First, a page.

Should you buy an airplane or train ticket or get behind the wheel of your car and drive to your destination? The answer to this question depends on many factors. Let's take a closer look at the pros and cons of road trips.
Reasons to Go on a Road Trip
You Are in Charge
You control your departure time, arrival time, itinerary and stops along the way. You don't have to pay attention to train schedules or airline routes as you plan your trip.
If you see something interesting on the side of the road, you can stop and take a look.
You Don't Have to Eat Airplane Food
That is, if any airlines still offer real food. Instead, you can stop at a restaurant, pack a picnic or swing through a drive-through.
You Can Change Your Mind
If you don't like a particular place, you can just drive away, and you can linger at places you love.
You Can See the Real World
Taking a road trip allows you to get off the beaten path and see actual communities and natural wonders, not just a train track or superhighway. Meandering through the countryside is a great way to relax and find out what it's really like to live in a particular area. Farmers markets, local festivals and state parks are yours to explore.
You Can Pack Anything that Fits Into the Trunk of Your Car
You can use the back seat, too, unless a fellow traveler is sitting there. You don't have to pay extra to bring the items you need, either.
If you plan to bring camping gear or sports equipment, packing it in a car is easier than transporting it by bus or train.
You Can Save Money
Even when you factor in wear and tear on your car, going on a road trip can be a frugal way to travel, especially if you're traveling with a group. Taking four people somewhere by car is usually less expensive than buying four round-trip airplane, bus or train tickets.
Reasons Road Trips Are Not For Everyone
Driving Takes Time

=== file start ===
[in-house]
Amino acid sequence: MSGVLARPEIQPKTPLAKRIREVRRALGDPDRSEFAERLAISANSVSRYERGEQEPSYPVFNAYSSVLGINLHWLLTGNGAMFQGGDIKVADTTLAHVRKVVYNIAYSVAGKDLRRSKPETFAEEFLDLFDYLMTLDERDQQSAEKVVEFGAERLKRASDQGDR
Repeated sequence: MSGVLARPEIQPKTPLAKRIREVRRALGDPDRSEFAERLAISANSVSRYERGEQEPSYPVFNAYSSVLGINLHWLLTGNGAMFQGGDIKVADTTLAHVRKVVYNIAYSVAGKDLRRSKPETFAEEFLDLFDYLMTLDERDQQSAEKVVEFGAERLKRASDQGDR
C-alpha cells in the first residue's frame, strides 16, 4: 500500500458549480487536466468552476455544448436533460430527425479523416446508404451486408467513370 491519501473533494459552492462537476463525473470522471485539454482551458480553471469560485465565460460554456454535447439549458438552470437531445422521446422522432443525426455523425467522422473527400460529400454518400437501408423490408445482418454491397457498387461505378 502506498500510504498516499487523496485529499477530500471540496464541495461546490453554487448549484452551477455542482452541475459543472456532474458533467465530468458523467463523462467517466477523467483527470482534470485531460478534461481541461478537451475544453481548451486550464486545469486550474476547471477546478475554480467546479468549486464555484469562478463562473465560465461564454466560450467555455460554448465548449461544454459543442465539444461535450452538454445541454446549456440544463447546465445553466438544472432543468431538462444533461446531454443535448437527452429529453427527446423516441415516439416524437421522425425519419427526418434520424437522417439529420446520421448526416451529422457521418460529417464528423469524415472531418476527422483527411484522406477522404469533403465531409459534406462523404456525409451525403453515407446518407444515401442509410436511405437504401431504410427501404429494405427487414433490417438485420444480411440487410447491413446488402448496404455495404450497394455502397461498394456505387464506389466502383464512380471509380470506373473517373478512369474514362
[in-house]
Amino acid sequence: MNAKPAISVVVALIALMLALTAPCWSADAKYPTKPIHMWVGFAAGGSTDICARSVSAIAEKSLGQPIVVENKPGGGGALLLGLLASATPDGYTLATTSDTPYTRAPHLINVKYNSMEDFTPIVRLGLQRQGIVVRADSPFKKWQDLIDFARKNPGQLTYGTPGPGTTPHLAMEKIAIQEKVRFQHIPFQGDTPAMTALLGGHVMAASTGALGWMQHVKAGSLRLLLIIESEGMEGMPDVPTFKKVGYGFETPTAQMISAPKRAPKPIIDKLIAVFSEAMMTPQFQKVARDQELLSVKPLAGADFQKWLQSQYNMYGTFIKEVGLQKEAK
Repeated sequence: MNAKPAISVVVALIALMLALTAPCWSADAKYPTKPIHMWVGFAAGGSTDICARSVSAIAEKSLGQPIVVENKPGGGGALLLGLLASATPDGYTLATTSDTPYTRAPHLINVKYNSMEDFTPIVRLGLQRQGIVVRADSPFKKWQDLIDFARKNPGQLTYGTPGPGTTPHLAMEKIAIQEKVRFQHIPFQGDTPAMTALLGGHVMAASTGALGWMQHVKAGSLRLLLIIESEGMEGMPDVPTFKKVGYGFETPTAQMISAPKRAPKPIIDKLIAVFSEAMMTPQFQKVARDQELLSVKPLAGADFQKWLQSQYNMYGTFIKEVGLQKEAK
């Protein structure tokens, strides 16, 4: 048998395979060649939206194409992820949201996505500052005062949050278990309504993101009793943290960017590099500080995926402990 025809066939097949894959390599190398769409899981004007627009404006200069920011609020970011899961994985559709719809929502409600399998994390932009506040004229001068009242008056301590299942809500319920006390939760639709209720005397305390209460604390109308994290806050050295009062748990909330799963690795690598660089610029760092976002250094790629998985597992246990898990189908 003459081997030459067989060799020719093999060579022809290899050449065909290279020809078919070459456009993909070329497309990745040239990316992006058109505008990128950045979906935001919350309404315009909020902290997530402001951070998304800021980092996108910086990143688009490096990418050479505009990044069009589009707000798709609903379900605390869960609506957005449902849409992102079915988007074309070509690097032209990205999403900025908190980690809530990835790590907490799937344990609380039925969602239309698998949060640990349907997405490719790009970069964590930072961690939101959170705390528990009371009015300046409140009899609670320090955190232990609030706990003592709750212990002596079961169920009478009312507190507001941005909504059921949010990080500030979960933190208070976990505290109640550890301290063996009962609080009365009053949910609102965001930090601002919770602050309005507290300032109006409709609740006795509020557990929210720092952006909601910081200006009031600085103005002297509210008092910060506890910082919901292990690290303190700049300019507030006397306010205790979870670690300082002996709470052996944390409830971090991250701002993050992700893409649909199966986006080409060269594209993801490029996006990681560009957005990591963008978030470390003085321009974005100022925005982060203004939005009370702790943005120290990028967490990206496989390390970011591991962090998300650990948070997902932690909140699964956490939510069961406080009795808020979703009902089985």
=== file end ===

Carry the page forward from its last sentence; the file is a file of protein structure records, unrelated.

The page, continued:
Driving is one of the slowest ways to travel between two points, especially between large cities with good rail and airline service. If you are planning a city-to-city trip, you can save time by taking the train or flying to your destination.
You Have to Do All the Work
From route planning to prepping your car to navigation to spending hours behind the wheel, it's all up to you. Sometimes it is easier to let someone else do the planning — and the driving.
You Have to Park the Car
In some cities, finding parking can be very difficult. High city parking rates are not fun to deal with, either.
Traveling by Car Can Be Expensive
Bad Weather Can Affect Your Trip — or End It
Getting stranded in a snowstorm is not a fun way to spend your vacation. Neither is coping with flood-related road closures or watching a tornado form just a few miles in front of your car.
Wear and Tear on Your Car Costs You Money
Even worse, you might break down while on the road, far away from your reliable mechanic.
If you drive an older car, you might need to rent a car for your road trip, which is a more expensive option.
Making Your Road Trip Decision
It is always a good idea to break out your trusty calculator and add up your travel costs before deciding how to get to your destination. Traveling by car is not necessarily the cheapest or easiest way to go.
You may decide that time is more important than money. In this case, flying might be your best option. Taking the train might be a better choice for city-to-city travel, especially if you will not need a car at your destination.
However, if you really want to get to know a particular place, driving is probably your best bet, even if it takes longer and costs you more.
The Bottom Line
Carefully consider your needs, wants and transportation options before making your final choice.